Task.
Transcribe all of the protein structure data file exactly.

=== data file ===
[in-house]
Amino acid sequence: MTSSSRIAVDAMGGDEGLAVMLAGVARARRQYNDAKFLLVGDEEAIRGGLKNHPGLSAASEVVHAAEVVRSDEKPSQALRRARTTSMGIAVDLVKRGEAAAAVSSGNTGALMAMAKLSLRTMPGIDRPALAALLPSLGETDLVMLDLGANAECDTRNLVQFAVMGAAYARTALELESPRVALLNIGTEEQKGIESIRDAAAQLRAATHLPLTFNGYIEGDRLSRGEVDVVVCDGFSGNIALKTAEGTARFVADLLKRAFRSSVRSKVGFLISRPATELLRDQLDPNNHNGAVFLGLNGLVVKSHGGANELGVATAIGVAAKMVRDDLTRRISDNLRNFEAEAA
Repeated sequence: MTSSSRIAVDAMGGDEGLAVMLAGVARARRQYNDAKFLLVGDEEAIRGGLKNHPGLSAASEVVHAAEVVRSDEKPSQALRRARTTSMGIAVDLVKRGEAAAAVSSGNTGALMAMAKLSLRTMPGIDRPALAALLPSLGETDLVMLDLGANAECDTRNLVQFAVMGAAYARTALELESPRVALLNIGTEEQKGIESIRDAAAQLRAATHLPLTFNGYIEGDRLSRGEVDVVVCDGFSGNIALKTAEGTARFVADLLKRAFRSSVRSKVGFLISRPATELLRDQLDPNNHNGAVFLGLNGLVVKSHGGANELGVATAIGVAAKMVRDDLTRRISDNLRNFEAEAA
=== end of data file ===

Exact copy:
[in-house]
Amino acid sequence: MTSSSRIAVDAMGGDEGLAVMLAGVARARRQYNDAKFLLVGDEEAIRGGLKNHPGLSAASEVVHAAEVVRSDEKPSQALRRARTTSMGIAVDLVKRGEAAAAVSSGNTGALMAMAKLSLRTMPGIDRPALAALLPSLGETDLVMLDLGANAECDTRNLVQFAVMGAAYARTALELESPRVALLNIGTEEQKGIESIRDAAAQLRAATHLPLTFNGYIEGDRLSRGEVDVVVCDGFSGNIALKTAEGTARFVADLLKRAFRSSVRSKVGFLISRPATELLRDQLDPNNHNGAVFLGLNGLVVKSHGGANELGVATAIGVAAKMVRDDLTRRISDNLRNFEAEAA
Repeated sequence: MTSSSRIAVDAMGGDEGLAVMLAGVARARRQYNDAKFLLVGDEEAIRGGLKNHPGLSAASEVVHAAEVVRSDEKPSQALRRARTTSMGIAVDLVKRGEAAAAVSSGNTGALMAMAKLSLRTMPGIDRPALAALLPSLGETDLVMLDLGANAECDTRNLVQFAVMGAAYARTALELESPRVALLNIGTEEQKGIESIRDAAAQLRAATHLPLTFNGYIEGDRLSRGEVDVVVCDGFSGNIALKTAEGTARFVADLLKRAFRSSVRSKVGFLISRPATELLRDQLDPNNHNGAVFLGLNGLVVKSHGGANELGVATAIGVAAKMVRDDLTRRISDNLRNFEAEAA